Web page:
While many have dreamed of having a job working from home, none expected to have it launched on them as it was at the beginning of the COVID-19 pandemic. Even as states begin reopening and businesses start unlocking their doors, many people are continuing to work from home. And many people are starting to feel the “slump.”
Sometimes the feeling quietly creeps up on you. Sometimes it hits you square on the jaw.
No matter how stoic, optimistic, or hopeful we might be in the face of this global pandemic, we are all subject to the onslaught of emotions it brings: Overwhelming sadness. Crisis exhaustion. Unrecognized grief. My moment came two weeks ago when the tears seemed to flow all day.
Technology has certainly put us in touch with important information on preventive measures for spreading the COVID-19 virus, such as washing our hands and avoiding contact with those who are sick. However, much of the information is ignoring an essential part to staying healthy—boosting our immune system!
The Elements Massage brand is one of the only franchise systems that was founded by a massage therapist.
Almost every massage therapist has encountered a client with chronically tense muscles that are so stiff it takes great effort to massage them. Others quietly suffer from muscle aches that affect both their work and leisure time, making them miserable. Some people don’t even know they are tense, while others are aware but have no idea why. There are dozens of less-common medical conditions that can cause stiff muscles, such as Lyme’s disease or lupus, but the following 5 reasons are among the most common.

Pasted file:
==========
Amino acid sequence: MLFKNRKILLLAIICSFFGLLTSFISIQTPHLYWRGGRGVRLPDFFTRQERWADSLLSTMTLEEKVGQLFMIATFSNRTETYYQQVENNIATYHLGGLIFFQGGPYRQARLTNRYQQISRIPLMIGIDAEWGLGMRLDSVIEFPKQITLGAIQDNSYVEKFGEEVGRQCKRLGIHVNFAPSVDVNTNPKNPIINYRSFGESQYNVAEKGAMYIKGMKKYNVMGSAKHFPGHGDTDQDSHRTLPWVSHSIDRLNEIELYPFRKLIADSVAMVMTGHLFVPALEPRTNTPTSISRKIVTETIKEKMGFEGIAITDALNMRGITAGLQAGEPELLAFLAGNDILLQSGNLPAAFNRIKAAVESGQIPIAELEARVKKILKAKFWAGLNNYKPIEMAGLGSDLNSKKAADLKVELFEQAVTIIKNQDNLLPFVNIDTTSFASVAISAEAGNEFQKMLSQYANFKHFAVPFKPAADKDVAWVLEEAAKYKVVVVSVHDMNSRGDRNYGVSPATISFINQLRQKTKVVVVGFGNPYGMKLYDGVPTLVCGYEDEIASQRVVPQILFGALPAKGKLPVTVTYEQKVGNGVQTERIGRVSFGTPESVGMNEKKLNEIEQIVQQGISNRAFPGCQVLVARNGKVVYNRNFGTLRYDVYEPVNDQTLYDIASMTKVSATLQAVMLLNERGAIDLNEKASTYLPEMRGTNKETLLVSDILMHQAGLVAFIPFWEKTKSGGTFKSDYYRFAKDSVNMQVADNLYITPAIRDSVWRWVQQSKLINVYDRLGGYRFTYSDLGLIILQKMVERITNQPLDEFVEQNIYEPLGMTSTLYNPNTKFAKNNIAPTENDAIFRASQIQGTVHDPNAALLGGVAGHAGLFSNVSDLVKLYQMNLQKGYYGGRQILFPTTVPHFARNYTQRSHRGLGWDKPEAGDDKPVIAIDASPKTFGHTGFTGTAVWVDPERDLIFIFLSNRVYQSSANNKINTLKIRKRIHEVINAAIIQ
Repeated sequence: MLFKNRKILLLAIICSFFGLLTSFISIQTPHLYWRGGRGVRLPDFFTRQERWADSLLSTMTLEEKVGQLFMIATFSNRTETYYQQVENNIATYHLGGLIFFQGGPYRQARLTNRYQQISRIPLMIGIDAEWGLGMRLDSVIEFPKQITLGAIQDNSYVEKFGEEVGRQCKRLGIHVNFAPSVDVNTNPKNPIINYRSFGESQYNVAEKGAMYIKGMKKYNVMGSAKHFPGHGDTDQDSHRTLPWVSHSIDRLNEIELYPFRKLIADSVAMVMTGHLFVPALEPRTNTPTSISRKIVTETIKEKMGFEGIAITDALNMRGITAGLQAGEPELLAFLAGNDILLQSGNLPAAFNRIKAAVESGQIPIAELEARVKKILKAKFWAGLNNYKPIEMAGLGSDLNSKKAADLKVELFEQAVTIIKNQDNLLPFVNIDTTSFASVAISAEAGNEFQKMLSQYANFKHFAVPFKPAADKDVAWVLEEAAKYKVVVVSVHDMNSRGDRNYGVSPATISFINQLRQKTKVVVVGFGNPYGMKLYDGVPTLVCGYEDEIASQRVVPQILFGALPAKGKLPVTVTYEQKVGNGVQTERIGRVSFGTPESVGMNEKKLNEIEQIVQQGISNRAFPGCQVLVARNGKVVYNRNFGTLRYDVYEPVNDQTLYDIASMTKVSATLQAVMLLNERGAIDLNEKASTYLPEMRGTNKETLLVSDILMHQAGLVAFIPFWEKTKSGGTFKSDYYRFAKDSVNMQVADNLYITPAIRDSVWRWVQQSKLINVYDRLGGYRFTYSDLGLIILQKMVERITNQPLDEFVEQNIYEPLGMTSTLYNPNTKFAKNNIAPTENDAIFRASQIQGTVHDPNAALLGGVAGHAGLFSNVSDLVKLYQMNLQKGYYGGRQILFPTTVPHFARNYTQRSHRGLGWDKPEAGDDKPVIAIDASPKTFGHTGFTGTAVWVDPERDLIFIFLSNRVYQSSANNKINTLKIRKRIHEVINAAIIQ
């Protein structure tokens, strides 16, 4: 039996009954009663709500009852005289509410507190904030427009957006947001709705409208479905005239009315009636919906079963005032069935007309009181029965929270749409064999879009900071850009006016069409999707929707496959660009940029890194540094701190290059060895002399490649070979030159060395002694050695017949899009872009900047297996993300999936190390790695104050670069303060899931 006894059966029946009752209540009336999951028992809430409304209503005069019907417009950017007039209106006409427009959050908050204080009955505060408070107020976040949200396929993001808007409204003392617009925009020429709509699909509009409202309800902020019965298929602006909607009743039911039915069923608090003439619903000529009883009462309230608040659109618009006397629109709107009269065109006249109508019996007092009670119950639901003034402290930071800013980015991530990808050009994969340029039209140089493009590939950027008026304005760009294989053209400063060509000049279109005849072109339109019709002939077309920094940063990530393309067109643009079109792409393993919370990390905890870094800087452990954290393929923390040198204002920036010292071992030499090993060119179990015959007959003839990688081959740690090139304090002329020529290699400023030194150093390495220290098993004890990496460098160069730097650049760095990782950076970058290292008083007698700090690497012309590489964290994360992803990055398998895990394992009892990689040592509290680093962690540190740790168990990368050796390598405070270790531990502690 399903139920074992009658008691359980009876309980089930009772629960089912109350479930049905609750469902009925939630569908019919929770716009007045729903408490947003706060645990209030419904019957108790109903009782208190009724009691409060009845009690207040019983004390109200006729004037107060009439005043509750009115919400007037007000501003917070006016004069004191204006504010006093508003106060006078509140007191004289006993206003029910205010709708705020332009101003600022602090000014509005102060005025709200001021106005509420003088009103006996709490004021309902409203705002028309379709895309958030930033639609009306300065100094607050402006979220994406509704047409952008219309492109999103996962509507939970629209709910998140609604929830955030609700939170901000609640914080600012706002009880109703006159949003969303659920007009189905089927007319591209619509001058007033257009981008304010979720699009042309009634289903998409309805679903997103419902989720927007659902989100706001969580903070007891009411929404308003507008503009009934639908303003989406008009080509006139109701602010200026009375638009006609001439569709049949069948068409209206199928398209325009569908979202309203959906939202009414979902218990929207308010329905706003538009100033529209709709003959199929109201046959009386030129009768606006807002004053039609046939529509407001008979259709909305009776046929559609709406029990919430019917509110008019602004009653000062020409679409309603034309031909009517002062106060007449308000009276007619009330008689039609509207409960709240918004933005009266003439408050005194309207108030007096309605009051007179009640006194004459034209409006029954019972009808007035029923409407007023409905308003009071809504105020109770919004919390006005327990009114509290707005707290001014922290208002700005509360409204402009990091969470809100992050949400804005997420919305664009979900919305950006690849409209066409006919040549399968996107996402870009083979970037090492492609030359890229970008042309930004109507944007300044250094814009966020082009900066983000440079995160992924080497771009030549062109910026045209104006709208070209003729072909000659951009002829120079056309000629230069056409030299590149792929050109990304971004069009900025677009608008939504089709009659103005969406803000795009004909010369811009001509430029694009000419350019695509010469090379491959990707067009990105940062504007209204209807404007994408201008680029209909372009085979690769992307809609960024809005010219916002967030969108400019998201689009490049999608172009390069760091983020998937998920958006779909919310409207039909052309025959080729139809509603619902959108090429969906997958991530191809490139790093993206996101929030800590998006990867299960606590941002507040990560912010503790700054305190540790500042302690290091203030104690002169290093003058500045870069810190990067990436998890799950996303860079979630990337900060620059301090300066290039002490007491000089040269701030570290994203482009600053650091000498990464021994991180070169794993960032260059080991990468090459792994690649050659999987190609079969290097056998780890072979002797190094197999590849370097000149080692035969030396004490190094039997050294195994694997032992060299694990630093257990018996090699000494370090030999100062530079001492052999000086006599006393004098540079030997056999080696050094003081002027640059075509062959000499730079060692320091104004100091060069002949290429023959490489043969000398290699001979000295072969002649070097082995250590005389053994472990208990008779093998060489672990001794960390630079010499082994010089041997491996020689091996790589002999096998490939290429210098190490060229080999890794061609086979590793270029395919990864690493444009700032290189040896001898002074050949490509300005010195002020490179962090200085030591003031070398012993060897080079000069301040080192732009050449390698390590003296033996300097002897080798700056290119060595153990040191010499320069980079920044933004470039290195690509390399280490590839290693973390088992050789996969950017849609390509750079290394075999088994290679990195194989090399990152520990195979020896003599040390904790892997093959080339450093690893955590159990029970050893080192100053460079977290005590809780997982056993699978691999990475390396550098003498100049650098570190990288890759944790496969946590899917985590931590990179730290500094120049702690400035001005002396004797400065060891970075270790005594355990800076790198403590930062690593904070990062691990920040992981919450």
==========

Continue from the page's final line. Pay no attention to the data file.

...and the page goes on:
Massage therapy has powerful healing properties. There is simply nothing that compares to the warmth and precision of real human touch. But modern life has become so tense and stressful that an increasing number of clients are suffering from chronic tension: painful muscle spasms and conditions like fibromyalgia, where they feel a diffuse discomfort almost every day.
Adults are now sitting around more than at any other time in history. And there can be rather serious consequences. Some authors have gone so far as to describe chronic, prolonged sitting as “the new smoking,” a deadly habit.
As a pathology educator, I am often called on to describe situations in which bodywork must be adjusted to be safe for a client who has some kind of health-related limitation. I describe a person’s ability to receive massage therapy or bodywork safely as “adaptive capacity.” This term makes sense to me, but others may find it less clear, so I thought I’d take this opportunity to explain what I mean.
We are filtering through a barrage of timepieces. Take your pick from either the ordinary clock face displaying the standard numerical or Roman numeral sequence, or the digital kind found on almost every electronic device the majority of the population owns. The car displays a digital version so the driver can view, just to hammer home, how much time they’ve spent in traffic. The computer displays the time.